Schwalm bodices are easily overlooked; this is not surprising since the bodice was worn under so many other costume pieces. Of the entire bodice, only the sleeves—with the their richly decorated cuffs—were really noticeable. The embroidery on the sleeve cuffs is very special and makes the bodice one of the most magnificent pieces of the festive Schwalm costume.
The bodices were worn over an undershirt and harness. They were slim fitting, short waisted, and did not have any closures. The sleeves were disproportionately long.
Often fine handwoven linen was used for making the bodices. A bodice was composed of the following parts: 2 sleeves, 2 gussets, 1 back, 2 fronts, 2 small side sections, and 1 neckline facing.
Most of the bodice components had straight edges, only the armscyes were slightly curved.
Felled seams were used for sewing together the body sections, shoulder seams, closing sleeves, and inserting sleeves.
The center front edges were hemmed, and the edges of the neckline were finished with a facing.
All body sections were cut to size so that a selvage was at the bottom edge making hemming unnecessary. In this way additional layers of fabric in the waist area was avoided (and we have seen already the quantity of fabric at the waist with the multiple skirts).
The fronts of the bodices were cut somewhat smaller than the back: so, the front edges did not reach the middle of the body.
On the right front of a bodice, the initials of the owner were embroidered using coloured thread and Cross stitches. Sometimes also narrow ornaments were embroidered between the single letters of the initials. (Such charted ornaments and letters can be found in the book Schwalm Crowns.)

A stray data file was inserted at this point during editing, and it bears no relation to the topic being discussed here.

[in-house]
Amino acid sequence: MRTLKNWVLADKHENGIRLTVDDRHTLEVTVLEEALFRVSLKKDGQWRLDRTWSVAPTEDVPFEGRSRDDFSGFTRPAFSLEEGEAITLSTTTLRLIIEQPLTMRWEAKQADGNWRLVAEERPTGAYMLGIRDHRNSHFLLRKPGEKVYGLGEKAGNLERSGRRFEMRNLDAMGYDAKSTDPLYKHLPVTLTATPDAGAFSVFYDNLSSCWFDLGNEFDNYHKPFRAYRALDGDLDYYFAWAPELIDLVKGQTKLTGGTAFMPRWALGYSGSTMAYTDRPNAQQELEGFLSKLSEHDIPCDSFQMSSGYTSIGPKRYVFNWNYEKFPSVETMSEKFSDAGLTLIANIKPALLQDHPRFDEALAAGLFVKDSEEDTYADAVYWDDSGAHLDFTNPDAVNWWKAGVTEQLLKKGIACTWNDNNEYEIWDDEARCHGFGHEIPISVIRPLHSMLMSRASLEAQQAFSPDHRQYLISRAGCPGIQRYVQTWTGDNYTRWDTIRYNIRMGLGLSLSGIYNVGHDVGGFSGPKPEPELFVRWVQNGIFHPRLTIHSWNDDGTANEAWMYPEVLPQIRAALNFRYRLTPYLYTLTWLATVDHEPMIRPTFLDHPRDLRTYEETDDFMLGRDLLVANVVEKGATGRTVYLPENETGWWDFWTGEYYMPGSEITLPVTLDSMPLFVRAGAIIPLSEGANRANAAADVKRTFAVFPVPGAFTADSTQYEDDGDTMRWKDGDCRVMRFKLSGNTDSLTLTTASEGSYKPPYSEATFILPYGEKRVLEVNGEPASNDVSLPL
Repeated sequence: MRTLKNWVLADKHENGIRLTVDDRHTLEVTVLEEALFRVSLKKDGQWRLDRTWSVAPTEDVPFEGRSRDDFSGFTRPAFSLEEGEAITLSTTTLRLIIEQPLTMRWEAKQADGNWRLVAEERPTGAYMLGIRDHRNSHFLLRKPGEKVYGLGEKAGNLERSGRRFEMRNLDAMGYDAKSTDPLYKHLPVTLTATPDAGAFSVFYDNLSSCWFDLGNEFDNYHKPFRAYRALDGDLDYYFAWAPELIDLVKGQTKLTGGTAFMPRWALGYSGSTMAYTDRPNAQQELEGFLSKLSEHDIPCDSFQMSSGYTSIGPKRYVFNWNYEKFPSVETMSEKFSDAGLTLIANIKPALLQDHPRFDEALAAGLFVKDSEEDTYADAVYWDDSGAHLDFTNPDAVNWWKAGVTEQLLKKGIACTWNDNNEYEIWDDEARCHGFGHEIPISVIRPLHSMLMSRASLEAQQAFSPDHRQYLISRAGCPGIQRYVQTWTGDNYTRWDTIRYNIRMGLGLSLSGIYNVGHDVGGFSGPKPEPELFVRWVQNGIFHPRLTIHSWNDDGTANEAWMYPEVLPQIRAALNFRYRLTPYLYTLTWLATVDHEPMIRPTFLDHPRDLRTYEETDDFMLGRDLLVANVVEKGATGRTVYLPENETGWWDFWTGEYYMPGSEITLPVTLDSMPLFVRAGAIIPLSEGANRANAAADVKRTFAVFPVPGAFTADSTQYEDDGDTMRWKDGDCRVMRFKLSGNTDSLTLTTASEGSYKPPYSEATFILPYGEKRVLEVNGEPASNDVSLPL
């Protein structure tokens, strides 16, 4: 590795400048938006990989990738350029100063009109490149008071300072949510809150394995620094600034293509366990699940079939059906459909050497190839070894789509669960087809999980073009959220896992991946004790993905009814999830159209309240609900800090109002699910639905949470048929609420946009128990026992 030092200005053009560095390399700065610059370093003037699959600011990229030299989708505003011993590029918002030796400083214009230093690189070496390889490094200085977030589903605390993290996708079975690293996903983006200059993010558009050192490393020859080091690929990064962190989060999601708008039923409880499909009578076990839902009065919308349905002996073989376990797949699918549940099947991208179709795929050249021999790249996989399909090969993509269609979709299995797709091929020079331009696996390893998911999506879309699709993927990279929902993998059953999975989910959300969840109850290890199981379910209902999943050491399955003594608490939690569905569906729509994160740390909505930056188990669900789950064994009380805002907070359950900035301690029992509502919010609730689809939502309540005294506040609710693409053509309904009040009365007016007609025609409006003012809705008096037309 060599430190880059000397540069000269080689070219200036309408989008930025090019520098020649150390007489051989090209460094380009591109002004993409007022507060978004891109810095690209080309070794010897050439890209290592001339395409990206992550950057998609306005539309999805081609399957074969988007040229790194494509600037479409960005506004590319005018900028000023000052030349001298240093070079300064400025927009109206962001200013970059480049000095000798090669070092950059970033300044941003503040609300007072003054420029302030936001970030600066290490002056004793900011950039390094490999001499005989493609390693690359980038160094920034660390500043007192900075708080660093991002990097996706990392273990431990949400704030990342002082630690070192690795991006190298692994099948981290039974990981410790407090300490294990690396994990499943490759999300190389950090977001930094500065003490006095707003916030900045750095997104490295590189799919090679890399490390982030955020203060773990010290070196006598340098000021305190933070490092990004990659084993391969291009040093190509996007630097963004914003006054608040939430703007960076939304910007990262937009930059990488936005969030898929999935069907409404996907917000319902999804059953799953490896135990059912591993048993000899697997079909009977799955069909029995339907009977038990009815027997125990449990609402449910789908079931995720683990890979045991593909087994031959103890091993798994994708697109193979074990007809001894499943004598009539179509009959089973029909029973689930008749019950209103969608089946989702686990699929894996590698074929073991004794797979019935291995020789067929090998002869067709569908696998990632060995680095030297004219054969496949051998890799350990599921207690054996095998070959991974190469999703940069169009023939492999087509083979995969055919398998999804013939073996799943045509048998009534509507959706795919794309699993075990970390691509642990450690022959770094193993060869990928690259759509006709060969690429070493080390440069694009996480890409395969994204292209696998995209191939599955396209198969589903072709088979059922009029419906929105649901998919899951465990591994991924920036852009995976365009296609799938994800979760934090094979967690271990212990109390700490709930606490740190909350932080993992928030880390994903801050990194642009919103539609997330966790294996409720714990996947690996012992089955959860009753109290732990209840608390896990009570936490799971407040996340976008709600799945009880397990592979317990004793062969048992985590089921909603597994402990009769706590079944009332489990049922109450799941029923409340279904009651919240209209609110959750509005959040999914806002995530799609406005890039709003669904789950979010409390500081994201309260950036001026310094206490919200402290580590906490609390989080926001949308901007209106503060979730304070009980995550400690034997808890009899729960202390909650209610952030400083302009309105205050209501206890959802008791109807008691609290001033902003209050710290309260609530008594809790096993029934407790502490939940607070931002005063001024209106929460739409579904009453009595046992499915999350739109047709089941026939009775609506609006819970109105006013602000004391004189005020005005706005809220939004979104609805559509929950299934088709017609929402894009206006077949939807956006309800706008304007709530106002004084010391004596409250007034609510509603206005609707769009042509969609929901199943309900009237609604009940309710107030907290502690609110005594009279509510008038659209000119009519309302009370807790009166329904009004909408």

A small strip of fabric was inserted at the sides (between the front and back sections);
the width of this strip was the same as the widest edge of the sleeve´s gusset.
The sleeves, from the shoulder, were tapered down to the cuff.
The excess width of the sleeves at the shoulders was gathered down to 4 cm.
The tiny pleats were secured and stitched in place for about 1–1.5 cm with some rows of Running stitches. Curved line patterns decorate both a section of the seam adjacent to the pleats and a section of the shoulder seam. (More curved line patterns can be found in my publication Schwalm Curved Lines, Narrow Borders, and Ornamental stitches. Often additional small motifs were embroidered in the corners of the decorated seams.
The sleeve cuffs were decorated with embroideries. These developed variously and, depending on the status or wealth of the wearer, were more or less brilliant. There was always a whitework border, a Peahole hem, and needlelace. Often there was also a needle weaving hem, and sometimes a needle weaving hem in addition to Peahole hems can be found.
The decorated sleeve cuffs are folded up to the top of the sleeves,
the remaining unembroidered part is folded
so that the bottom edge hangs around the elbow.
The decorations of the sleeve cuffs will be discussed in a separate article. You can read it in my next post.
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